If we save seed from year to year, we are cooperating with nature's plan to develop the best varieties for each combination of soil and weather conditions. After a few years of selecting the best performing plants from an open pollinated variety, we will have a variety specifically adapted to our precise conditions.

larryvictor
11/6/2014 2:20:44 AM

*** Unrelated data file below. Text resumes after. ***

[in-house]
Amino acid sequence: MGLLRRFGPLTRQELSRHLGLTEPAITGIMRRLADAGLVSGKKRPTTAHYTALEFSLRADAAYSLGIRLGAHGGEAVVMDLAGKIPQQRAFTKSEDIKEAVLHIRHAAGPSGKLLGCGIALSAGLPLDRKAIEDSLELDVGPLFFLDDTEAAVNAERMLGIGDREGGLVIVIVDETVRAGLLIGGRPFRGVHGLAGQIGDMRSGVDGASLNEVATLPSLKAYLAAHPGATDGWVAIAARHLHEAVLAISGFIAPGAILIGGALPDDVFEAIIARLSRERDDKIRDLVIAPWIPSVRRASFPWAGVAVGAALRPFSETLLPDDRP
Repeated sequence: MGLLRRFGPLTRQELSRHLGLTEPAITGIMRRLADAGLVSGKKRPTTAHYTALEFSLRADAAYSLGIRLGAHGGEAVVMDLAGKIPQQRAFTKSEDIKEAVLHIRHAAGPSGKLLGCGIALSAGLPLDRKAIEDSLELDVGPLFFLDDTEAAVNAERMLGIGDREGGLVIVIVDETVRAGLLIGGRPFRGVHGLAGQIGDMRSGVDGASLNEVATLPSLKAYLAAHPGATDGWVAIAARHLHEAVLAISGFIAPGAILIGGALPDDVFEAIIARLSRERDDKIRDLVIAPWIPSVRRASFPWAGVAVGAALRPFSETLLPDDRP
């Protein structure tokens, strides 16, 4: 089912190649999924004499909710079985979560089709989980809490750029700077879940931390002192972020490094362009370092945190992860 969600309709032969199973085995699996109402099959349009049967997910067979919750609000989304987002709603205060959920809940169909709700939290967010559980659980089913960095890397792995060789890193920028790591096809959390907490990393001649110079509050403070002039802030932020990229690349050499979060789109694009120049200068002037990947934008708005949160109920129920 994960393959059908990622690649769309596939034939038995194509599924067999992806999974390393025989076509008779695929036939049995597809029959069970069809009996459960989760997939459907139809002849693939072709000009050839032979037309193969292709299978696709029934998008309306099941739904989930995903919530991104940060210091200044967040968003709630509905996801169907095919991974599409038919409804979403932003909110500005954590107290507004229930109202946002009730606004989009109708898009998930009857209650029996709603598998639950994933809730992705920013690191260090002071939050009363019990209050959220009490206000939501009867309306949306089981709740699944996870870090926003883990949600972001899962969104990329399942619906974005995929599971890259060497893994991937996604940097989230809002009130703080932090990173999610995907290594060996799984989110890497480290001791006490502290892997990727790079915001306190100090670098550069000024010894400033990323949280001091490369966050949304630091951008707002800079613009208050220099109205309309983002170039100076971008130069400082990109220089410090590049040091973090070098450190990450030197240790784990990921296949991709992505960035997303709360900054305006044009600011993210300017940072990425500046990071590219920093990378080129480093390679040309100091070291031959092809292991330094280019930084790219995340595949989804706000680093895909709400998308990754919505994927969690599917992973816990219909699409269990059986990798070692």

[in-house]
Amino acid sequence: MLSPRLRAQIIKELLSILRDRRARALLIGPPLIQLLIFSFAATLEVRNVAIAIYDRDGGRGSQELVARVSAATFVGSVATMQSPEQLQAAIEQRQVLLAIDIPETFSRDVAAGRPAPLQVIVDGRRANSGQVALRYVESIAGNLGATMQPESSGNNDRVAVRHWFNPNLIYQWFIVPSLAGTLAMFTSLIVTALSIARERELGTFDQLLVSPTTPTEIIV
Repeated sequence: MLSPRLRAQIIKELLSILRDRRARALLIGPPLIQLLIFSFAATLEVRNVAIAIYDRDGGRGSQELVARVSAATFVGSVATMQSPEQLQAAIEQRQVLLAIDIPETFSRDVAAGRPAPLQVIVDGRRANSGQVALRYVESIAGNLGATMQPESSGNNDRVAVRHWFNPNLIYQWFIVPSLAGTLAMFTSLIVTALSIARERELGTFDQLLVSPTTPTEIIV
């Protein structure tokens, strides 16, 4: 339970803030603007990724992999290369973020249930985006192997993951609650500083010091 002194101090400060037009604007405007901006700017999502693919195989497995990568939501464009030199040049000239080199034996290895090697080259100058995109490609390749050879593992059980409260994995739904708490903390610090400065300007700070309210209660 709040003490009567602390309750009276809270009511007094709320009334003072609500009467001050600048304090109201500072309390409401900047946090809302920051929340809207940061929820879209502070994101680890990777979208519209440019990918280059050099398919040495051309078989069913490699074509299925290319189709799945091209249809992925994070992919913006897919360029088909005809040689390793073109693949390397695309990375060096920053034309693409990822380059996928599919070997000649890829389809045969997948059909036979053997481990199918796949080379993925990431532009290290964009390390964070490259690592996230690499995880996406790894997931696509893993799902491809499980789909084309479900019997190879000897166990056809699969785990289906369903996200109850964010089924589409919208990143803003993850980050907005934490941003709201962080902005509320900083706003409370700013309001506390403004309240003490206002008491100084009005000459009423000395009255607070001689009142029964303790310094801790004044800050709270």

David, Excellent! You discussed details that reveal the deep relevance of the process. The need for this level of detail in local food production was unknown to me - but is obvious if one thinks about it and doesn't just "plant a garden". This is a way that each locality can adapt its food production system to whatever climate changes come. The loss of diversity is a wound on Gaia. Yet, I remember a lecture at the UofA decades ago. The biologist claimed that life is a Super Species Generator. Life is driven to rapidly create "excessive" diversity. Many biomes have variations that are not critical to the viability of the biome. There may even be a downside to excessive diversity. It has been suggested that many variations not essential for ecological viability may actually block "radical mutations" succeeding, filling up all the niches. It took time, but what emerged after each major extinction was a Gaia with overall greater complexity and "richness". I am concerned that this may NOT be the case after the next grand extinction, which is why I imagined NU GENESIS. I truly fear the loss of many large vertebrates. The emergence/evolution of "social" in mammals and birds may be lost. This is DEFINITELY NOT saying our loss of diversity is OK. It says that the recovery of diversity may be fast - still long in human terms; but maybe not all that long for certain types of biomes. I am sure there is research about effects of different levels of diversity. For one species to have its population reduced to near extinction, as it is reported happened to humans, the diversity or variation in that species is significantly limited. Yet, human variation is very great (from my perspective). What might human diversity be had we not encountered the bottleneck? Diversity reduction in biomes may become significant and critical at different levels. Our comprehension of evolution/emergence is far from complete. IF we can slow and stop the decline in diversity (extinctions), and apply human insights to the recovery, Gaia may actually GAIN from this episode. There still will be the loss of valued species due to human excess. Would we wish to have dinosaurs and giant ground sloths to share Earth with us, tomorrow? We lose cells as we age, and Gaia loses species. Today, humankind is systemically analogous to a metastasizing cancer on Gaia. Does Gaia have an immune system? Probably not for humankind, which is a very unique "infection". If the microbiol world has a variation of "consciousness", it may act to suddenly reduce the human population. From another perspective, some elite cabals propose a very drastic reduction of the human population as a "solution" to catastrophic climate change.